Liberal MLA deletes, apologizes for Facebook post that links health care cost to Nova Scotians’ ‘lifestyle choices’
A Liberal MLA has apologized over a Facebook post that quickly drew criticism after it conflated the cost of health care with Nova Scotians’ “lifestyle choices.”
Hugh MacKay, MLA for Chester-St. Margaret’s, wrote in a Facebook post on Sunday that smoking, poor diet and inactivity have led to Nova Scotians being plagued by a number of chronic diseases — such as heart disease, hypertension, diabetes and cancer.
“The treatment costs for these oft-preventable diseases is immense and is a source of great frustration for our health care professionals and for your government,” MacKay wrote.
“Before questioning why there is not more money for education, roads, and community services, think about the immense wasted costs in treating the results of our lifestyle choices.”
MacKay concluded by writing that although his words were tough, he was elected to “tell it like it is.”
By Monday morning the post had been deleted.
MacKay was not available for a comment on Monday as he was in “business meetings” all day.
However, he issued an apology on Facebook instead.
“I would like to sincerely apologize for my post on healthcare yesterday,” MacKay wrote.
“I failed to properly address the social determinants of health.”
Questions about what prompted the decision to remove the post have gone unanswered by the office of Premier Stephen McNeil.
The Nova Scotia NDP criticized MacKay’s remarks in a press release on Monday.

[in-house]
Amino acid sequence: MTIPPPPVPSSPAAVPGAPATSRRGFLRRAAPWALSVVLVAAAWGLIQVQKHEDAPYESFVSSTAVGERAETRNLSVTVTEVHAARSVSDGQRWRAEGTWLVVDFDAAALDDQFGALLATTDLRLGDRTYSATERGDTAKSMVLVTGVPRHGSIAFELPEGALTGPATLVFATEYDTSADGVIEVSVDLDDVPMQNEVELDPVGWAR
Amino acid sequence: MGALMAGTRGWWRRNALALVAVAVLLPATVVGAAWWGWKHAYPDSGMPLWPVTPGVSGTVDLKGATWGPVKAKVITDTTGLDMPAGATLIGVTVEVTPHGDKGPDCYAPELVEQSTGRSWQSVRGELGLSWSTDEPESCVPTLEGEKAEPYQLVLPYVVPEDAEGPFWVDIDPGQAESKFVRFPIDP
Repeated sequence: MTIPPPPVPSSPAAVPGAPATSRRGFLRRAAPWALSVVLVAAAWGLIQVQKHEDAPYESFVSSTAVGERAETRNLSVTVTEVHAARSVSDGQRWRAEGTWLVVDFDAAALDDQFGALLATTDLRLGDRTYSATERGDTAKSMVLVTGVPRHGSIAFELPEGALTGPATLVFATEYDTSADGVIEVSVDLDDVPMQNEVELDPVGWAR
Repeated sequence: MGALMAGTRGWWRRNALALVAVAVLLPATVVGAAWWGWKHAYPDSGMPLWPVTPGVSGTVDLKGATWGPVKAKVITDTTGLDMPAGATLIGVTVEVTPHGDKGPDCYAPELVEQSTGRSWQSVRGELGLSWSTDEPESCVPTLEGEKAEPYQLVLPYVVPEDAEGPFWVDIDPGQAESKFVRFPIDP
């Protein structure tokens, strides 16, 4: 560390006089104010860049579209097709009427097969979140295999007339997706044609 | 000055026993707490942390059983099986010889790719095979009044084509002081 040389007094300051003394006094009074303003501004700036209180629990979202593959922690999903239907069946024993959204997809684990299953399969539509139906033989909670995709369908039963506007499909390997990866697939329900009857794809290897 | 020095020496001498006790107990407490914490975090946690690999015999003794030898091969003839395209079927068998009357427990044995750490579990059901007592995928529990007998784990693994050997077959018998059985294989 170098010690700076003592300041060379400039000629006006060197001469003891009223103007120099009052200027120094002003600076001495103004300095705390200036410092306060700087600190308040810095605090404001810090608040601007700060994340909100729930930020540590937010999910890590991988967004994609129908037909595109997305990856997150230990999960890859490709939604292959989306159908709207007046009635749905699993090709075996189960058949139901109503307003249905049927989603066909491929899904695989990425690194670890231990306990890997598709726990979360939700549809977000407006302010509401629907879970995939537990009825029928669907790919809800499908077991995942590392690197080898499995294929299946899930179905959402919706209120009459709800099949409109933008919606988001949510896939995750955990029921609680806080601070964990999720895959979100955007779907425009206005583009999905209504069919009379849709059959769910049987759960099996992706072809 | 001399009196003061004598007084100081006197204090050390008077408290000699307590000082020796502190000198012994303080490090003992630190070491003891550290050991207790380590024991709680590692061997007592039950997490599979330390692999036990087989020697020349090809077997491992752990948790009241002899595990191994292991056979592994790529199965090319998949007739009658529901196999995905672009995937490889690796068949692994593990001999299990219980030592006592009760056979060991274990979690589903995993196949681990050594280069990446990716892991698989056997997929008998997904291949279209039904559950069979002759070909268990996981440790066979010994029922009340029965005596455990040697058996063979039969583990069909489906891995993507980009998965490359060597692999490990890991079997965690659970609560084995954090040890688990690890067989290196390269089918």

“This is shameful behaviour from someone who was elected to represent the people of this province,” said NDP Health Spokesperson Tammy Martin.
“The Liberals continue to ignore the health care crisis in Nova Scotia and blame others for a situation they have helped create.”
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It’s not the first time a Liberal MLA has openly conflated health care and lifestyle choices.
In 2014, the then-health minister, Leo Glavine, wrote an editorial in the Kings County Advertiser that expressed similar views.
“As minister of health, it is my job to improve the health of all citizens. To do this, we need a population that looks after its own health,” Glavine wrote.
“Healthier citizens would mean more money and time available for those who require immediate medical intervention.”
The premier’s office has not responded to questions about the editorial.
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